VACCINE INTELLECTUAL PROPERTY US Trade Representative Katherine Tai on April 26 met virtually with executives of Pfizer and AstraZeneca to discuss increasing access to and production of SARS-CoV-2 vaccines during the COVID-19 pandemic. The meetings follow delivery to the White House of a petition signed by more than 2 million people urging the US government to support a proposal at the World Trade Organization to temporarily waive the intellectual property (IP) rights of pharmaceutical companies to allow low- and middle-income countries (LMICs) to more easily produce SARS-CoV-2 vaccines. India and South Africa, with support from more than 100 LMICs, repeatedly have proposed the waiver to the WTO’s Agreement on Trade-Related Aspects of Intellectual Property Rights (TRIPS), but their efforts have failed amid pushback from the pharmaceutical industry and several wealthy nations, including the US. Industry lobbyists have increased their efforts to oppose a waiver, with some warning a loosening of patents could expose new technologies to exploitation by China and Russia. However, US trade officials have acknowledged steps need to be taken to increase global vaccine production, as gaps in access could undermine US progress toward ending the COVID-19 pandemic. Tai’s meetings with the pharmaceutical executives reflect the USTR’s engagement in efforts to increase access to vaccines and support her statements at a recent WTO meeting that the divide in access is “completely unacceptable.”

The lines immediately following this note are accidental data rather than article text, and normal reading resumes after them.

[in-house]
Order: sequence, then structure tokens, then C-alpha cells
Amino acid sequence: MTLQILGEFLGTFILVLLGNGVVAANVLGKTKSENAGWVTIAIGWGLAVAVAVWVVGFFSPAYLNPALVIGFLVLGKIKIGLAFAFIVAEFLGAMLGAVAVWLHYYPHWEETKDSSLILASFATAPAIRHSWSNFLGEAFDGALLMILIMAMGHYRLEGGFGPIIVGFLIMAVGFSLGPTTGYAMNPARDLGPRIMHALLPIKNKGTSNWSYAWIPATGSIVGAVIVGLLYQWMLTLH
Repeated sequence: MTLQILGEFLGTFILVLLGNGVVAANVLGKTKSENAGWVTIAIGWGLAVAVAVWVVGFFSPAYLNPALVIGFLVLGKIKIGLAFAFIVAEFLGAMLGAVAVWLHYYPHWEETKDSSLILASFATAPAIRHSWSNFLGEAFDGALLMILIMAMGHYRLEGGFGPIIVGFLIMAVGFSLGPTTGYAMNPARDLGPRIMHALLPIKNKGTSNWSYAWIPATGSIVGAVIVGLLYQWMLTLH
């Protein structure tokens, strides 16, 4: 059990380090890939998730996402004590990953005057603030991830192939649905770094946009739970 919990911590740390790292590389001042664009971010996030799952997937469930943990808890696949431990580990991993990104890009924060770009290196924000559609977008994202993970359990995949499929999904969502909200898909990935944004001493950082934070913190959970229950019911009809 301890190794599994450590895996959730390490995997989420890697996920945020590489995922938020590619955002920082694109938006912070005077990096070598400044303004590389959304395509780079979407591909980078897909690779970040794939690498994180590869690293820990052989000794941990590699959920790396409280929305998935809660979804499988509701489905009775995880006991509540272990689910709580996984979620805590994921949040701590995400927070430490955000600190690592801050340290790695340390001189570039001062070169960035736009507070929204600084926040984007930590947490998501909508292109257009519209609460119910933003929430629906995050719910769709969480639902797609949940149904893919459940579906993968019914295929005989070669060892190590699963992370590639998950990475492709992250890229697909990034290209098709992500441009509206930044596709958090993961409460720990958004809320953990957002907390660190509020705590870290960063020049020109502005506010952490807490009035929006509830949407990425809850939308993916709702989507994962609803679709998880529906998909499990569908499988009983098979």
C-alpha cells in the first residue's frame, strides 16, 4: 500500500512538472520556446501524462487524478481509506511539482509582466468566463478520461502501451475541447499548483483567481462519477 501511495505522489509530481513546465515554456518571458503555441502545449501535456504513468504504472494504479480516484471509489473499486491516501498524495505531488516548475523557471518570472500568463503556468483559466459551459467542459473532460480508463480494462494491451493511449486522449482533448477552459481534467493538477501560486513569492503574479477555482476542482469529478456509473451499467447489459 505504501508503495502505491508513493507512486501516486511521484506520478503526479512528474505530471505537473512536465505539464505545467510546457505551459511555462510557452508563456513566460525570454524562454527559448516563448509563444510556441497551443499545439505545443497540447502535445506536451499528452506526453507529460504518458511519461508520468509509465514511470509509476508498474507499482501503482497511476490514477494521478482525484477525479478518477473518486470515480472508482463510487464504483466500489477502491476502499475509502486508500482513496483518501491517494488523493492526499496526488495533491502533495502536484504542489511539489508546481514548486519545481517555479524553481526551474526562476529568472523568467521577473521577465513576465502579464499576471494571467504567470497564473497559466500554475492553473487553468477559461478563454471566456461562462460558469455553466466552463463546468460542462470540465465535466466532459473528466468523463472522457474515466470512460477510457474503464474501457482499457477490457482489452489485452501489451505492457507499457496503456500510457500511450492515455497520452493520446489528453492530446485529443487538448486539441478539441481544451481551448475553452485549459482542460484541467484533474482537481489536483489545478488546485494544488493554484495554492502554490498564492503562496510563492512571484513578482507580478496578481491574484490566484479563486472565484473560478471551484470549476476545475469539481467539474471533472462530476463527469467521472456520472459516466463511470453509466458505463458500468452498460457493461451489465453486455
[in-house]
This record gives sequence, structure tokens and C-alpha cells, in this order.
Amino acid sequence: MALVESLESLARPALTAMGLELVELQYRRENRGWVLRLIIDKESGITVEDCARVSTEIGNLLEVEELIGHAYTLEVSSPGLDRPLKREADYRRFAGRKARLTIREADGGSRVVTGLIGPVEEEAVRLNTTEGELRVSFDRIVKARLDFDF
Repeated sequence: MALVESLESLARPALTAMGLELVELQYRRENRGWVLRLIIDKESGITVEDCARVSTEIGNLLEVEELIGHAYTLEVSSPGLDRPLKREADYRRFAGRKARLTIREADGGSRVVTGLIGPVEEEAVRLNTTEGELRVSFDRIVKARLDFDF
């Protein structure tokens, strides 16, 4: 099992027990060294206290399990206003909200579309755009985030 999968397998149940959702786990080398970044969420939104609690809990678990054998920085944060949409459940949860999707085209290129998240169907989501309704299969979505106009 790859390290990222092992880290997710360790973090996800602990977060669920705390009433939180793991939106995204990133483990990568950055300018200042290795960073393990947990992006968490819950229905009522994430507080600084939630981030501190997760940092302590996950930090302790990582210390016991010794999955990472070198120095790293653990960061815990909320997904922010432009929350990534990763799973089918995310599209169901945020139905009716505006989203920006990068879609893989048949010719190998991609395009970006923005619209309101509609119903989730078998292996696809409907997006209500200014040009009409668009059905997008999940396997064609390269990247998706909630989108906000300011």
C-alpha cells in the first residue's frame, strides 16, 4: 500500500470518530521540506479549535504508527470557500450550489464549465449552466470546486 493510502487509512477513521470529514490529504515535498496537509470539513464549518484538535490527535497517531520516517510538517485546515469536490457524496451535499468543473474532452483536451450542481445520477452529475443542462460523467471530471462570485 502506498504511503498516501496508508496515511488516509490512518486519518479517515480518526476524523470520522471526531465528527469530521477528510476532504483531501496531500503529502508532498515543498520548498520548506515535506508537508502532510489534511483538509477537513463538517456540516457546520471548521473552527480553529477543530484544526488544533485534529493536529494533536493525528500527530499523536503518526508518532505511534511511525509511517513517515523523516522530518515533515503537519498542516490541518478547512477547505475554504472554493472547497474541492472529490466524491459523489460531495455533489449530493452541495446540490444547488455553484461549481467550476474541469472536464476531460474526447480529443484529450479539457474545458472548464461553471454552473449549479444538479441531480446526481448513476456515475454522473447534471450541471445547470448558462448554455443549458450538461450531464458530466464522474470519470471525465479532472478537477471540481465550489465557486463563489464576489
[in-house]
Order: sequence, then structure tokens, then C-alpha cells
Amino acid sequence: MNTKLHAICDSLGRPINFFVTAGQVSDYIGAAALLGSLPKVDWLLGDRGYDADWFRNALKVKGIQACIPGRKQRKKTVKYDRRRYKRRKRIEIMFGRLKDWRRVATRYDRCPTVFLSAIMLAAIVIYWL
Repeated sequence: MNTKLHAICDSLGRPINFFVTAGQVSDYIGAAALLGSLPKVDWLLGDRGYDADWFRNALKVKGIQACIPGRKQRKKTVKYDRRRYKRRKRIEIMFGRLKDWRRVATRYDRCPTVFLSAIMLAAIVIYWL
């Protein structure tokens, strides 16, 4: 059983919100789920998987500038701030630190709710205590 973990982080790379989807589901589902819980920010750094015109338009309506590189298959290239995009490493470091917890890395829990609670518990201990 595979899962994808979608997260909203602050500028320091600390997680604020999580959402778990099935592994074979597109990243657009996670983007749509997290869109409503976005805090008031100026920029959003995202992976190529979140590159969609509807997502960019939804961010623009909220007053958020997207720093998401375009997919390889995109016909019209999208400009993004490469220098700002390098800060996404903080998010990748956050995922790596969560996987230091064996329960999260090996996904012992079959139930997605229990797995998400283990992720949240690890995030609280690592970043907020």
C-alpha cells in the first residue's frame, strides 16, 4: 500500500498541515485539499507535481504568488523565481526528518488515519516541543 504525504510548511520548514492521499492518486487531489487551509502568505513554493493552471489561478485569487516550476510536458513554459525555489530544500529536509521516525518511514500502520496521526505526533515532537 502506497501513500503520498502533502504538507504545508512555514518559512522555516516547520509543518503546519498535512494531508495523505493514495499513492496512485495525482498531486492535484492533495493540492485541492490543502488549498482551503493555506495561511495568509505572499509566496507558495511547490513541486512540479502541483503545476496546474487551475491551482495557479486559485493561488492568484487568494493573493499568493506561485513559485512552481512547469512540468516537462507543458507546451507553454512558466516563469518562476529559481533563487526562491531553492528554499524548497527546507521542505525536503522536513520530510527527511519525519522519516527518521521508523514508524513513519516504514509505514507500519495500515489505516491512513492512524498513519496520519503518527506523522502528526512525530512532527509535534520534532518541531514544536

J&J-JANSSEN VACCINE & BLOOD CLOTS The US CDC and US FDA on April 23 recommended resuming use of the J&J-Janssen SARS-CoV-2 vaccine following a temporary pause. The agencies issued a pause on April 13 due to reports of rare but potentially serious blood-clotting events among 6 vaccine recipients, out of nearly 7 million recipients at the time. The FDA has amended the vaccine’s Emergency Use Authorization to mention the potential for clotting issues and will add warnings on fact sheets for providers and vaccinees specifically mentioning blood clots occurring with low platelets. The CDC’s Advisory Committee on Immunization Practices (ACIP) also recommended the continued use of the vaccine after a meeting on Friday, saying their review of data shows that the J&J-Janssen vaccine’s “known and potential benefits outweigh its known and potential risks.” The committee emphasized that nearly all reported cases of the adverse event occurred among women younger than age 50, that those women should be aware of the rare but increased risk, and that there are other SARS-CoV-2 vaccine options. Some experts are warning the pause might have caused more harm than good, with more than 10 million doses of the single-shot vaccine now waiting to be administered. According to a Washington Post-ABC poll, only 22% of respondents who are not yet vaccinated said they are willing to receive the J&J-Janssen vaccine. This unwillingness of the public to use the vaccine could negatively impact US vaccination efforts, especially in rural areas, prisons, and among homebound or transient populations, where the single-dose shot provided convenience.